Research & resources

Mindfulness based cognitive behaviour therapy

Mindfulness based cognitive behaviour therapy


The following is a practical guide for increasing self-belief, building resilience, handling stress, developing greater self-awareness, and building new healthy behaviours at home and work.

This tool has been created based on a 12-minute video about resilience and thinking traps (resilience video). Watch the video and pause it at the stages noted below to make the most of this guide. After each pause, read the notes, reflect on the tools discussed and make a note of the actions you will take.

This guide includes a link to the resilience video and links to mindfulness-based cognitive therapy research and explanatory style (our core beliefs).

What is mindfulness based cognitive behaviour therapy (MBCT)?

MBCT is a series of techniques and tools to help people become more aware of their thoughts, behaviours and core beliefs – followed by techniques to gently challenge negative, harmful or destructive thoughts and beliefs with more expansive, realistic and positive ones.

MBCT Research - why is it useful?

Research points to significant improvements in mental wellbeing. For example, in one German study, the relapse into depression was reduced by 50% for people taking part in an MBCT program.

Zindel Segal, Mark Williams, John Teasdale, et al., ”Mindfulness based cognitive therapy for depression (New York 2003)

And in a 6-month study, 300 people with severe depression took part in an MBCT course with two active control groups (one conventional psychiatric treatment, the other just learning about cognitive behaviour therapy). Again, MBCT was more effective than conventional treatments.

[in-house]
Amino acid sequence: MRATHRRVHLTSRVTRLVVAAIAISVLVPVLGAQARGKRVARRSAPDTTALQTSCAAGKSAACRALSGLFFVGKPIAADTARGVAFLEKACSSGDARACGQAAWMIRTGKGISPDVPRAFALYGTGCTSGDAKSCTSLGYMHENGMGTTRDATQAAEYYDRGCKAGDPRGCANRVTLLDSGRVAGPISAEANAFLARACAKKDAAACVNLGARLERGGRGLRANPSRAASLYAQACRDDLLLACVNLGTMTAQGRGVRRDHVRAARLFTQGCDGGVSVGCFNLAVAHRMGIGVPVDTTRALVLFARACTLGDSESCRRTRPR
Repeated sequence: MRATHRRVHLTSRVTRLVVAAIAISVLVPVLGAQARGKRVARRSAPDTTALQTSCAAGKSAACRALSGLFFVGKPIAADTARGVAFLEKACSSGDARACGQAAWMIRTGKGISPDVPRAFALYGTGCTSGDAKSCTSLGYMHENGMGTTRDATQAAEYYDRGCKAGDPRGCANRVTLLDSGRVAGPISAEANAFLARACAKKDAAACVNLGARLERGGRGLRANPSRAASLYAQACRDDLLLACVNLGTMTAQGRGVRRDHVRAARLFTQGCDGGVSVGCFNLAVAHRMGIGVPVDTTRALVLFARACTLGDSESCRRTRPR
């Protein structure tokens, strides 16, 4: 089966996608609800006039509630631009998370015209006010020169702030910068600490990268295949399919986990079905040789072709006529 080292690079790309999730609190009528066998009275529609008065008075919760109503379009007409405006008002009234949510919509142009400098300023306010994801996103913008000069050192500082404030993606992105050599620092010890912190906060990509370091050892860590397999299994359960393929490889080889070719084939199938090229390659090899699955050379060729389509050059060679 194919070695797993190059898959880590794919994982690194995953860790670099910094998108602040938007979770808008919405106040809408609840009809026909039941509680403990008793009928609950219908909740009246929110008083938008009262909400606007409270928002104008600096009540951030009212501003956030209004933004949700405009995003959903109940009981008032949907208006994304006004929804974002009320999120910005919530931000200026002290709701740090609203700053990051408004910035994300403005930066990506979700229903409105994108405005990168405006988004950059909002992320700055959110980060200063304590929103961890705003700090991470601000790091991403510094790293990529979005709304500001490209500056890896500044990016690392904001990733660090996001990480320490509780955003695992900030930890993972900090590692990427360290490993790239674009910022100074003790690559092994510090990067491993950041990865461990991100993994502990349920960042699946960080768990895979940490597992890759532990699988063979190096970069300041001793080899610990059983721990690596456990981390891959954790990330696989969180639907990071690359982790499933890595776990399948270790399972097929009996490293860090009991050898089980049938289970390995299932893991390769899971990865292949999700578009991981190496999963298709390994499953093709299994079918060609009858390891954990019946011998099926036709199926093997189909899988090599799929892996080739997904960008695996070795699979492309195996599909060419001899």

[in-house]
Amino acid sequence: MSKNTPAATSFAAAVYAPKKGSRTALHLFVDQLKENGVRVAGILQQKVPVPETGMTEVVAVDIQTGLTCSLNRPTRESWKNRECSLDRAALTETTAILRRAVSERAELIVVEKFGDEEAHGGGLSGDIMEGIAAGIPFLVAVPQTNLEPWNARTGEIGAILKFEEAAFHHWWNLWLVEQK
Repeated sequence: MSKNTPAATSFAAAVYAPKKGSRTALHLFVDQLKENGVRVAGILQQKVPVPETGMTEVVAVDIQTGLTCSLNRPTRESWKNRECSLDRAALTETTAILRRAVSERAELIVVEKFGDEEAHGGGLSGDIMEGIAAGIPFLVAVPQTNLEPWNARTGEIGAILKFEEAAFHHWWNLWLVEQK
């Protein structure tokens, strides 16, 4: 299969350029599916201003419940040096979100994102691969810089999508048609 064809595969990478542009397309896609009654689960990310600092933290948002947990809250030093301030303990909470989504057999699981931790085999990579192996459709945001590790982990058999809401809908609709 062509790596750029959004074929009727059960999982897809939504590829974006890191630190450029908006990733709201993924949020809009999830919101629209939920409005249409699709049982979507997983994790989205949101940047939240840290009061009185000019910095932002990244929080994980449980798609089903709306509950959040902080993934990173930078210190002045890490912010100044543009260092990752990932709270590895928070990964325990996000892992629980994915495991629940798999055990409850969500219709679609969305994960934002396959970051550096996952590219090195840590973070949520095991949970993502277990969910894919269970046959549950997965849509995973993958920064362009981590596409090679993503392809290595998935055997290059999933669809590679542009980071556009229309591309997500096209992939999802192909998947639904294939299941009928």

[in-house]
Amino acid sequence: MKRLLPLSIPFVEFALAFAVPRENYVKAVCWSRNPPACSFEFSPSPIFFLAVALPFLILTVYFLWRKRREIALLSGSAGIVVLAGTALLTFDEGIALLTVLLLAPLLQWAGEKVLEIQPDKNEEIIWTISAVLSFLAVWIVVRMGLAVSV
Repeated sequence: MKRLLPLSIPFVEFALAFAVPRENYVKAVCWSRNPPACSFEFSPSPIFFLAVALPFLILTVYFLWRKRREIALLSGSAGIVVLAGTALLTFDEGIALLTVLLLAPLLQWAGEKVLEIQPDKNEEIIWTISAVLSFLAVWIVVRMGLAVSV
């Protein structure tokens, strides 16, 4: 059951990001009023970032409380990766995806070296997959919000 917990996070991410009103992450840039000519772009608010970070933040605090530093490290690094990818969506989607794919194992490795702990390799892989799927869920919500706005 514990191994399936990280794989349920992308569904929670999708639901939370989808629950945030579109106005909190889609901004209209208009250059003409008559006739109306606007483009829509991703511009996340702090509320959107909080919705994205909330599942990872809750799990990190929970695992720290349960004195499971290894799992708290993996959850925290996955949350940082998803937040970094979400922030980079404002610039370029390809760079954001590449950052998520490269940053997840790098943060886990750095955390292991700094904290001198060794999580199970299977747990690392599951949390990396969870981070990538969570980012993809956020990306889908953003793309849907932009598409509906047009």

J. Mark Williams et al., “Mindfulness based cognitive behaviour therapy for preventing relapse in recurrent depression: A randomised dismantling trial,” Journal of consulting and clinical psychology 82:2 (2014): 275-86

MBCT and becoming a better student and colleague at work

But learning MBCT techniques is not just about learning tools to help with mental wellbeing. Learning about thinking traps and our emotional triggers and becoming more emotionally agile helps us study better, collaborate with colleagues better and become more intentional leaders (less reactive and more proactive).

Resilience and MBCT video

To make the most of this program, make a note to pause the video at the following points, and then read the notes below  before resuming watching. The link to the video is below. 

Use a journal to record where to pause the video, and take some time recording your observations as you consider the content.

Building equanimity and balance (0 to 3.30 minutes in the video)

Creating space between the activating event and your response (3.30 to 6.30 in the video)

Explanatory style – (6.30 to 8.30 in the video)

Self-soothing (8.30 – 10 minutes)

Summing things up (10 to 12.30 minutes)

Building equanimity and balance (0 to 3.30 minutes in the video)

Initially, the video explores how to observe events and adopt a curious, wait-and-see approach to life. When we define an event as good or bad, we become emotionally entangled in outcomes. We may overly project into the future, trying to hold onto the good feeling we are experiencing. Or we might lament our setback and overly personalise the experience – "why did this happen to me? What did I do to deserve this".

Mindfulness techniques in this section include remaining in your breath and the sensations you feel.